A novel set in Renaissance Florence and Hell

Jo Walton’s LENT (2019) is a historical fantasy novel set partly in Renaissance Florence and party in Hell.

The protagonist is the Dominican monk, Girolamo Savonarola, who attempted a moral and spiritual revolution in Florence in the 1490s, but was burned at the stake for heresy.

Walton’s novel is partly an attempt to rehabilitate Savonarola’s reputation.  He is remembered as a religious fanatic who organized a Bonfire of the Vanities, in which the population of Florence consigned everything to the flames that was frivolous and distracted them from God.

But she shows him as a Renaissance humanist, a close friend of Pico della Mirandola, and a sincere religious  reformer, although not, as sometimes depicted, a forerunner of Protestantism.

The novel begins in 1492 with Savonarola exorcising demons, which in the novel are all too real, and then visiting Lorenzo the Magnificent on his deathbed, where he is given a mysterious talisman.  It follows his life to 1498, when he is tortured and killed, and learns that he is a damned soul in Hell, condemned to eternally repeat his life.

He returns to 1492 again and again, trying to make his life turn out better for himself and for Florence.  The novel reminds me of the movie “Groundhog Day” and of Ken Grimwood’s SF novel Replay.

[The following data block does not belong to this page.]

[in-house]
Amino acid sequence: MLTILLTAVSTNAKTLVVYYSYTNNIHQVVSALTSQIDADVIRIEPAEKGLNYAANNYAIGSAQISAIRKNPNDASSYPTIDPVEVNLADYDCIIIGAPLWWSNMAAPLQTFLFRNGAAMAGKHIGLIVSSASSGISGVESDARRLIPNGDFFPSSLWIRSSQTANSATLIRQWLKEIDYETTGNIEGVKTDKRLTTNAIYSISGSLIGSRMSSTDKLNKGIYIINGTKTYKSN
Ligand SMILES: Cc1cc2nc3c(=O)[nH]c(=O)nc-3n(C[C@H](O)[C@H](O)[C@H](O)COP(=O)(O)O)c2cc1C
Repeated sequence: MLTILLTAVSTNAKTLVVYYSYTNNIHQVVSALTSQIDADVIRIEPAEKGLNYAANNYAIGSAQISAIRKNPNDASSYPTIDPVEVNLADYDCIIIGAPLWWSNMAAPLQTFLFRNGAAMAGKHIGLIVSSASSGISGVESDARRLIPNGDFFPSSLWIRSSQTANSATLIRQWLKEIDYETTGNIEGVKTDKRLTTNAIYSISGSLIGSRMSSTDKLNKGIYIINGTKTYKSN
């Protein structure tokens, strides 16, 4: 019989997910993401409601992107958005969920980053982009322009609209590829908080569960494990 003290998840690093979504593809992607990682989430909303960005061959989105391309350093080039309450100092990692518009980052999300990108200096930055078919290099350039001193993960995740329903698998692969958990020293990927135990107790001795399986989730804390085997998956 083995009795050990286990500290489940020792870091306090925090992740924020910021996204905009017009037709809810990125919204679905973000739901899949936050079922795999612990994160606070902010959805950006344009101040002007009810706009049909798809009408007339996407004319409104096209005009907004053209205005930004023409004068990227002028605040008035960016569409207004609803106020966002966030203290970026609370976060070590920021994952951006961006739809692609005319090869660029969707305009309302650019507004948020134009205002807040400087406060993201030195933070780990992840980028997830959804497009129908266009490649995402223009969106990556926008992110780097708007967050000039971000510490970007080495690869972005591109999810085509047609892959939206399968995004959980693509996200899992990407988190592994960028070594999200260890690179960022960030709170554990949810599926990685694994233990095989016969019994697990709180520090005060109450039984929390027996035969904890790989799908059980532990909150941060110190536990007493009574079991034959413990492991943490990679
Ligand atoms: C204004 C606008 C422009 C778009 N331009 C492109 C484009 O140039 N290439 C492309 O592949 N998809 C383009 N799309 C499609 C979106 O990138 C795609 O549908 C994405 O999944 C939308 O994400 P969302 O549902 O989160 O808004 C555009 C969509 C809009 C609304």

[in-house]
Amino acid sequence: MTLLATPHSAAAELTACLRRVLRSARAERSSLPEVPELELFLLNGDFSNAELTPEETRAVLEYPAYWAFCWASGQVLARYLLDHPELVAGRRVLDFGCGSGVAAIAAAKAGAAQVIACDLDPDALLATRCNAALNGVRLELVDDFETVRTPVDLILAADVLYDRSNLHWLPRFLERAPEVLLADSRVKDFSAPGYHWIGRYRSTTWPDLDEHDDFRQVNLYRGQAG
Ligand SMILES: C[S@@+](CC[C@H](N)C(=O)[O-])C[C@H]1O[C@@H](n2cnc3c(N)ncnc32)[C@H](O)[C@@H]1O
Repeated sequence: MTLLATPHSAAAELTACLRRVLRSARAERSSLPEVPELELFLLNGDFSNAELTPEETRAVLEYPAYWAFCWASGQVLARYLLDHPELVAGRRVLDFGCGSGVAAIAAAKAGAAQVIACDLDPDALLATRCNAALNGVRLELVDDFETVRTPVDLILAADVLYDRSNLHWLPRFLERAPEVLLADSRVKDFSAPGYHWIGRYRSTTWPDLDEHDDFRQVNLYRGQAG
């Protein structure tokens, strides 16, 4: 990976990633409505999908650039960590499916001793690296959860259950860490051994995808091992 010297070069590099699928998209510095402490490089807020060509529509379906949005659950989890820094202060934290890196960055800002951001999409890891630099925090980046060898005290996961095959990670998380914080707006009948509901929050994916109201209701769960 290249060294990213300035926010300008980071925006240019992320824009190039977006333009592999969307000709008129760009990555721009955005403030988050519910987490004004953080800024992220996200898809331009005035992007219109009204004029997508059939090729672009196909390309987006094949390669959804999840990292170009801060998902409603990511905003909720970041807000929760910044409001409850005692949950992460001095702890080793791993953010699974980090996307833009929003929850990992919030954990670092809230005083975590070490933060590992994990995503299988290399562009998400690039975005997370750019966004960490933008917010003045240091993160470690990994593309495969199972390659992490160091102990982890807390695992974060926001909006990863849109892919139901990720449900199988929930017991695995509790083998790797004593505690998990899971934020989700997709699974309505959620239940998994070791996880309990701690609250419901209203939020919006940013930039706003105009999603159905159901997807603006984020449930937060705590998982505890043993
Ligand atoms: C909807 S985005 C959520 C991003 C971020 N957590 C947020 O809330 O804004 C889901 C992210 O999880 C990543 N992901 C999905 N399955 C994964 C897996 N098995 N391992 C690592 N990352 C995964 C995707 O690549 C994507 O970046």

The novel is based on an original and interesting premise, which is well-executed.  I’m not sure why I don’t like it better than I do.  Maybe it’s because the cruelty and terror of Hell and the Inquisition are so much in the foreground that they detract from the glories of the Renaissance.

While I’m writing about Jo Walton, I’ll use the opportunity to recommend her Thessaly trilogy – The Just City, The Philosopher Kings and Necessity.

It is set in a universe in which Greek mythology is real and the time-traveling goddess Athena sets up the conditions to create Plato’s Republic in real life, with Platonists from all eras of history, orphan slave children, robot slaves and also Socrates and the god Apollo reincarnated as a human being just to see what being human was like.

 I read the Thessaly novels novels with pleasure as well as interest, and probably will re-read them some day.

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